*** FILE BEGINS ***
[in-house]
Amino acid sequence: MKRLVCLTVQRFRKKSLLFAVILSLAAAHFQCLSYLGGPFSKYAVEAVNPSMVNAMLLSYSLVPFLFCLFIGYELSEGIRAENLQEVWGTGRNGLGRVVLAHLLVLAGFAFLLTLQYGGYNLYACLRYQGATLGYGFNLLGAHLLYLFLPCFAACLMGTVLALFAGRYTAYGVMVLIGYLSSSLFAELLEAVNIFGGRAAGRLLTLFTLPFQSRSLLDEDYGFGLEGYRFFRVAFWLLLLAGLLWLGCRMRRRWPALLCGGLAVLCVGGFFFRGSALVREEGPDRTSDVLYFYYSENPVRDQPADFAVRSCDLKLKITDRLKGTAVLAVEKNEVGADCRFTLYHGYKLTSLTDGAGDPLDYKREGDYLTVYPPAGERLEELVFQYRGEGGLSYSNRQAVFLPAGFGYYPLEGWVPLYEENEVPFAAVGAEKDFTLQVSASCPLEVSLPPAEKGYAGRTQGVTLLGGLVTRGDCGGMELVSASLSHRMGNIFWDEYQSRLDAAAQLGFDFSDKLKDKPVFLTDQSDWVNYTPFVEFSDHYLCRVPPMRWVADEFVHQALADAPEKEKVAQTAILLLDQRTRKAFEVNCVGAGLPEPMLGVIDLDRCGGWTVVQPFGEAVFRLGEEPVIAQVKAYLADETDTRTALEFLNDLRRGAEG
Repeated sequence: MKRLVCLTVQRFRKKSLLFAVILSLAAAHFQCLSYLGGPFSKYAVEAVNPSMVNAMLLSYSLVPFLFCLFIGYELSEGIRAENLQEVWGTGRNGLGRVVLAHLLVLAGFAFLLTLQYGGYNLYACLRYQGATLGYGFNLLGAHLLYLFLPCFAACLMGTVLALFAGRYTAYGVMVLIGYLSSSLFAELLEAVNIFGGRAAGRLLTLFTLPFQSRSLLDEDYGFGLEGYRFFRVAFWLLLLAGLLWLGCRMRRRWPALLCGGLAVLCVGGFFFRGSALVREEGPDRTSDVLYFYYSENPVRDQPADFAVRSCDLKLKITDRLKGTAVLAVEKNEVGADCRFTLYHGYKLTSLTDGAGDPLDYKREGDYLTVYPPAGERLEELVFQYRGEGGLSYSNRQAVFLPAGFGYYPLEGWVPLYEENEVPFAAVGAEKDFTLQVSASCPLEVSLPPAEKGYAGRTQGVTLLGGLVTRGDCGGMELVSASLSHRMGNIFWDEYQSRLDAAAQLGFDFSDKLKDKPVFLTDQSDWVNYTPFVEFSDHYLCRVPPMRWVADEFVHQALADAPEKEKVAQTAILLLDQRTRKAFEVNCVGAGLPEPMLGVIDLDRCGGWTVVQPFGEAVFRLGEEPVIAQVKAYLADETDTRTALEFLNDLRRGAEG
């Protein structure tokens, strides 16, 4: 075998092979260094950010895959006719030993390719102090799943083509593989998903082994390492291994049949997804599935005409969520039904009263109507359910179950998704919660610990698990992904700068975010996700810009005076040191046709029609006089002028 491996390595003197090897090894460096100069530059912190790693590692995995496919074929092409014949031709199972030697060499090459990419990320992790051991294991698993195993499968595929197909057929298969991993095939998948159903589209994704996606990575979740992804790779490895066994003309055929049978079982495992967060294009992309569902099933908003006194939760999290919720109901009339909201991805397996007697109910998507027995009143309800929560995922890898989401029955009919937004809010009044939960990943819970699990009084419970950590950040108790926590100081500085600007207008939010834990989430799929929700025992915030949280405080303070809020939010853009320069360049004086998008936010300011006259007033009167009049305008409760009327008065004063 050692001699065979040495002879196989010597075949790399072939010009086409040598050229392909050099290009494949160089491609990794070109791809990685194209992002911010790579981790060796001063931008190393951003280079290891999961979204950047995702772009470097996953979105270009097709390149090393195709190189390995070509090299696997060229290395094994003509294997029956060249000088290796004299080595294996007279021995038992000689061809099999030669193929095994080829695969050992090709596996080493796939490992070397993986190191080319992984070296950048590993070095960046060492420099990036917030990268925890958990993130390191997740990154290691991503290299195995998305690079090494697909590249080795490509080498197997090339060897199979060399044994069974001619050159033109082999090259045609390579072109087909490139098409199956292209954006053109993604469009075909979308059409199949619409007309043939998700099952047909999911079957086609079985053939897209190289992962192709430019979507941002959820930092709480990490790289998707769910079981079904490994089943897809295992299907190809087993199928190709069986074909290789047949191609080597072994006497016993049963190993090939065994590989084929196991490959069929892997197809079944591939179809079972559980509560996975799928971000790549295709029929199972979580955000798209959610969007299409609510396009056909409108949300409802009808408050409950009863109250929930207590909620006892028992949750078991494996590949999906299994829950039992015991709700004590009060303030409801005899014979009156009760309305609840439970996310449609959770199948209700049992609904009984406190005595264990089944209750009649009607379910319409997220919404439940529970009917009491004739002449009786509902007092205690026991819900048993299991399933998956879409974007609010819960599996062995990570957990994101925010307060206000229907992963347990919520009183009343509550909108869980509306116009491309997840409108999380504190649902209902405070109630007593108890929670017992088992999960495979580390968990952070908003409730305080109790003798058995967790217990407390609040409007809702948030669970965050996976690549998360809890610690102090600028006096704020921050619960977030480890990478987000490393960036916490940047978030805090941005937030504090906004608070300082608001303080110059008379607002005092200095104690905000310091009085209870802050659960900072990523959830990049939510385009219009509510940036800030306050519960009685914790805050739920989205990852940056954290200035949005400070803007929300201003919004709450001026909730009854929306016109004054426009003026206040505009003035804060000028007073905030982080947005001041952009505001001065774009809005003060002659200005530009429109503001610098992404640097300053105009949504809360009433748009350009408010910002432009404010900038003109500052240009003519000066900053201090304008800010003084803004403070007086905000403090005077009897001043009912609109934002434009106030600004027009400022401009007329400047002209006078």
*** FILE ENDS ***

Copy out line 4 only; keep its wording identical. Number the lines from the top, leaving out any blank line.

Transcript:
């Protein structure tokens, strides 16, 4: 075998092979260094950010895959006719030993390719102090799943083509593989998903082994390492291994049949997804599935005409969520039904009263109507359910179950998704919660610990698990992904700068975010996700810009005076040191046709029609006089002028 491996390595003197090897090894460096100069530059912190790693590692995995496919074929092409014949031709199972030697060499090459990419990320992790051991294991698993195993499968595929197909057929298969991993095939998948159903589209994704996606990575979740992804790779490895066994003309055929049978079982495992967060294009992309569902099933908003006194939760999290919720109901009339909201991805397996007697109910998507027995009143309800929560995922890898989401029955009919937004809010009044939960990943819970699990009084419970950590950040108790926590100081500085600007207008939010834990989430799929929700025992915030949280405080303070809020939010853009320069360049004086998008936010300011006259007033009167009049305008409760009327008065004063 050692001699065979040495002879196989010597075949790399072939010009086409040598050229392909050099290009494949160089491609990794070109791809990685194209992002911010790579981790060796001063931008190393951003280079290891999961979204950047995702772009470097996953979105270009097709390149090393195709190189390995070509090299696997060229290395094994003509294997029956060249000088290796004299080595294996007279021995038992000689061809099999030669193929095994080829695969050992090709596996080493796939490992070397993986190191080319992984070296950048590993070095960046060492420099990036917030990268925890958990993130390191997740990154290691991503290299195995998305690079090494697909590249080795490509080498197997090339060897199979060399044994069974001619050159033109082999090259045609390579072109087909490139098409199956292209954006053109993604469009075909979308059409199949619409007309043939998700099952047909999911079957086609079985053939897209190289992962192709430019979507941002959820930092709480990490790289998707769910079981079904490994089943897809295992299907190809087993199928190709069986074909290789047949191609080597072994006497016993049963190993090939065994590989084929196991490959069929892997197809079944591939179809079972559980509560996975799928971000790549295709029929199972979580955000798209959610969007299409609510396009056909409108949300409802009808408050409950009863109250929930207590909620006892028992949750078991494996590949999906299994829950039992015991709700004590009060303030409801005899014979009156009760309305609840439970996310449609959770199948209700049992609904009984406190005595264990089944209750009649009607379910319409997220919404439940529970009917009491004739002449009786509902007092205690026991819900048993299991399933998956879409974007609010819960599996062995990570957990994101925010307060206000229907992963347990919520009183009343509550909108869980509306116009491309997840409108999380504190649902209902405070109630007593108890929670017992088992999960495979580390968990952070908003409730305080109790003798058995967790217990407390609040409007809702948030669970965050996976690549998360809890610690102090600028006096704020921050619960977030480890990478987000490393960036916490940047978030805090941005937030504090906004608070300082608001303080110059008379607002005092200095104690905000310091009085209870802050659960900072990523959830990049939510385009219009509510940036800030306050519960009685914790805050739920989205990852940056954290200035949005400070803007929300201003919004709450001026909730009854929306016109004054426009003026206040505009003035804060000028007073905030982080947005001041952009505001001065774009809005003060002659200005530009429109503001610098992404640097300053105009949504809360009433748009350009408010910002432009404010900038003109500052240009003519000066900053201090304008800010003084803004403070007086905000403090005077009897001043009912609109934002434009106030600004027009400022401009007329400047002209006078």